f one conventional inter-row compression is used on the above table, any values used more than once in the page (i.e., the string “zoological” and the document identifiers 5789 and 88764) could be reduced to a single instance, plus one byte (or more) per instance. This would reduce the total size to 17 (first row)+8 (each instance of “zoological”)+4 (5789)+4 (each instance of 5789)+4 (88764)+3 (each instance of 88764)+4 (9947852)+8*2 (positions), for a total of 60 bytes.
By contrast, implementations of the present invention provide for storage of all of the page data in the B-Tree database system while using three compression algorithms. As such, “zoological” is only stored once, each unique document identifier is only stored once, and both the document identifiers and the positions of the page data are stored using only the increase from the previous item. Furthermore, the present system uses gamma encoding to store small numbers with fewer bytes.
As such, using a simplified version of a compression scheme in accordance with the present invention, this sample data might require only 11 (“zoological”)+2 (5789 gamma encoded)+2 (2652 gamma encoded)+1 (“zoological” and 5789 repeat indicator)+1 (2752−2725 gamma encoded)+1 (“zoological” and 5789 repeat indicator)+1 (2731−2652 gamma encoded)+1 (“zoological” and 5789 repeat indicator)+1 (2788−2731 gamma encoded)+1 (“zoological” repeat indicator)+3 (88764−5789 gamma encoded)+1 (10gamma encoded)+1 (“zoological” and 88476 repeat indicator)+1 (66−10 gamma encoded)+1 (“zoological” and 88476 repeat indicator)+1 (82−66 gamma encoded)+4 (9947852 - 88764 gamma encoded)+1 (43 gamma encoded), or 35 bytes. This results in a compression ratio of 136:35, or 3.89. Nevertheless, even less space than this might be needed since a code to indicate that the column value is the same as in the previous row could be implemented in a way that takes up less than one byte of space. If the sample data contained more entries for “zoological” (as would be likely with both large data sets and more common words), the compression ratio could improve significantly.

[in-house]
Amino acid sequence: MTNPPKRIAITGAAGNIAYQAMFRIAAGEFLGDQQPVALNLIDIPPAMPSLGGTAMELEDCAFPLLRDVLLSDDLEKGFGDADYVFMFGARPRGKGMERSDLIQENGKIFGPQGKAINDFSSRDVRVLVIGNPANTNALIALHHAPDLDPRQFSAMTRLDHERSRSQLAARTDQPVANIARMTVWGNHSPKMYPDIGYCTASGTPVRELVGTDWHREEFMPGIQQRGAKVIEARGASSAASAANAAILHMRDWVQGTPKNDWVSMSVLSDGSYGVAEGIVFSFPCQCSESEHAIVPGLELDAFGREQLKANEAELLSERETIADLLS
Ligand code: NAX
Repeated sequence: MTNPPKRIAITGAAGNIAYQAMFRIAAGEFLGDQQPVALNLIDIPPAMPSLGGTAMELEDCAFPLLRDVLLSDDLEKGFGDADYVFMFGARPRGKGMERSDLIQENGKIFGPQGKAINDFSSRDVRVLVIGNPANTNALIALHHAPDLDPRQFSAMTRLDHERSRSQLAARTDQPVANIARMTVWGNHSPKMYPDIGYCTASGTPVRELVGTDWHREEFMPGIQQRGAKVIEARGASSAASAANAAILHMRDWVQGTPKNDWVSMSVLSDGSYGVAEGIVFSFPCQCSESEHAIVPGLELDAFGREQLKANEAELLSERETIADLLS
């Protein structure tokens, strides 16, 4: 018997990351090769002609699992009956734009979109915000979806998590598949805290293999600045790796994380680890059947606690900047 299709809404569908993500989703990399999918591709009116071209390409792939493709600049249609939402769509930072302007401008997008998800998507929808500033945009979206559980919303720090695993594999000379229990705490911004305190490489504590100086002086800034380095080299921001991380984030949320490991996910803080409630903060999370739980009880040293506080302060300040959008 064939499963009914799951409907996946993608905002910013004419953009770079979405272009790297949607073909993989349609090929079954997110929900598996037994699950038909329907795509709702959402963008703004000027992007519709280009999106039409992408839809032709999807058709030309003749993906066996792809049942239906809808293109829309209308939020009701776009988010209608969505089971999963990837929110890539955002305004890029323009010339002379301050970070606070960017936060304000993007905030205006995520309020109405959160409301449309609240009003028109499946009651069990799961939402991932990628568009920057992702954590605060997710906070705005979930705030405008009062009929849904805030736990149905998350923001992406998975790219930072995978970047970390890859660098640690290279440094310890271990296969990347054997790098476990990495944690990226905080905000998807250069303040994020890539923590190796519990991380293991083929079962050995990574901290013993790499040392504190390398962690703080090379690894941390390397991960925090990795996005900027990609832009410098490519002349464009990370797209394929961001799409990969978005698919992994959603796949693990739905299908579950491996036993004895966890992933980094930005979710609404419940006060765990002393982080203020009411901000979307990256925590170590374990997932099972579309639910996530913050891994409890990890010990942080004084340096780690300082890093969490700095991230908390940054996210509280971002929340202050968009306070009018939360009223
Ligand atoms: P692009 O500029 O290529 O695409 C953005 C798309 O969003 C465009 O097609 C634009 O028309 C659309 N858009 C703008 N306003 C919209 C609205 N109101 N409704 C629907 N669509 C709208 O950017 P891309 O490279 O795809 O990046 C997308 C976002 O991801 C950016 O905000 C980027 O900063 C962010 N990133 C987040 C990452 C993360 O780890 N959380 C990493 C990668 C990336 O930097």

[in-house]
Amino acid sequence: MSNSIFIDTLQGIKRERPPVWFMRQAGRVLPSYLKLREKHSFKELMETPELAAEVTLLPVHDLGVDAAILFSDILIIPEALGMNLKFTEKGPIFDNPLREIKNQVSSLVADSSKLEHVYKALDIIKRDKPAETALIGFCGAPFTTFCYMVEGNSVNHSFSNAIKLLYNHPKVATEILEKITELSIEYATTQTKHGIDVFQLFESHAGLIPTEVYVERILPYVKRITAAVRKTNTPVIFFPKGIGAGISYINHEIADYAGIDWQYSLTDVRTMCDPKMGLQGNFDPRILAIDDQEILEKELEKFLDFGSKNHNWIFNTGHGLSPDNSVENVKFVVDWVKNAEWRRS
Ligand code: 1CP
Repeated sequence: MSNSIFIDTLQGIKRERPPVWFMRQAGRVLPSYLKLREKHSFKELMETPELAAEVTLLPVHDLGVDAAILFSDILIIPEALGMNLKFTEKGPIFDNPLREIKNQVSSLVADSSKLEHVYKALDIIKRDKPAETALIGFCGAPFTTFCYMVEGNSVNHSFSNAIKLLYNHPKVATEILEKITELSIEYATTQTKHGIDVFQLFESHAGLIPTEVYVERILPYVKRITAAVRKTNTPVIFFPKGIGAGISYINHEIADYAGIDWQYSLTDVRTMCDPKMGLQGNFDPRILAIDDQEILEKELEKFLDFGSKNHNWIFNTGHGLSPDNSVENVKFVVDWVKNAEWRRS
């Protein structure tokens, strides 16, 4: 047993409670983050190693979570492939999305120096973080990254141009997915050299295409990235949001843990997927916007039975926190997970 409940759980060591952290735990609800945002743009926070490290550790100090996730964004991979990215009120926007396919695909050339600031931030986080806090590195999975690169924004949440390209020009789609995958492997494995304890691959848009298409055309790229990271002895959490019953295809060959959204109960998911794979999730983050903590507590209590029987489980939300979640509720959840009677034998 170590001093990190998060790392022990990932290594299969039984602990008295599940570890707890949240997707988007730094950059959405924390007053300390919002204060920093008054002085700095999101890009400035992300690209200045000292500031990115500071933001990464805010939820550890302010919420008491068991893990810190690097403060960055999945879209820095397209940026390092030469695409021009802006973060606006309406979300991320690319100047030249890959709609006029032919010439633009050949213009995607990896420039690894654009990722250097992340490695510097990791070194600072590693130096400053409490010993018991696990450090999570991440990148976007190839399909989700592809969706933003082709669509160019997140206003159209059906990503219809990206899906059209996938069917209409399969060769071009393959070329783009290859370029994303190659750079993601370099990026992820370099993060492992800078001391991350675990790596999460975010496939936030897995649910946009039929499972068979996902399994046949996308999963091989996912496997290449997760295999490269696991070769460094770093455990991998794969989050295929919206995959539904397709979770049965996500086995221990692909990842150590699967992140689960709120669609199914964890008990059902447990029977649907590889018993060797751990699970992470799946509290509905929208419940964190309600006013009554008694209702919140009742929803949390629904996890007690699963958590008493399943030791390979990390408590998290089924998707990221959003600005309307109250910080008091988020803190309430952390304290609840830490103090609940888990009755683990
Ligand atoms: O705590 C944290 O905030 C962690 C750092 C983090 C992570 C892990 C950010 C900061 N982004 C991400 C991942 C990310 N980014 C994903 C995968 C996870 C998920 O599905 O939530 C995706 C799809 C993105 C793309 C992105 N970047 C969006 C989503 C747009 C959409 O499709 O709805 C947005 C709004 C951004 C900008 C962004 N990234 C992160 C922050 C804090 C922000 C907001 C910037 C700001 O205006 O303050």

While 35 bytes is slightly more space (i.e., less compression) than the compression provided in some conventional non-paged compression systems, such systems usually require decompressing and recompressing larger amounts of data when modifying small portions of existing data, which requires more accesses to sub-storage, resulting in a system that is slower overall. However, the present system uses the same system for all types of page data, and retains significantly more modifiability than the compression systems that provide slightly more compression (compression only needs to be reapplied to a single page worth of items to insert or delete one row). As a result, any loss in compression is more than compensated for in improved system performance resulting from the ability to modify the data without recompressing the entire data set. Such efficiencies are particularly magnified where the system is utilized with very large data sets (e.g., tables of millions of documents averaging 30,000 or more words).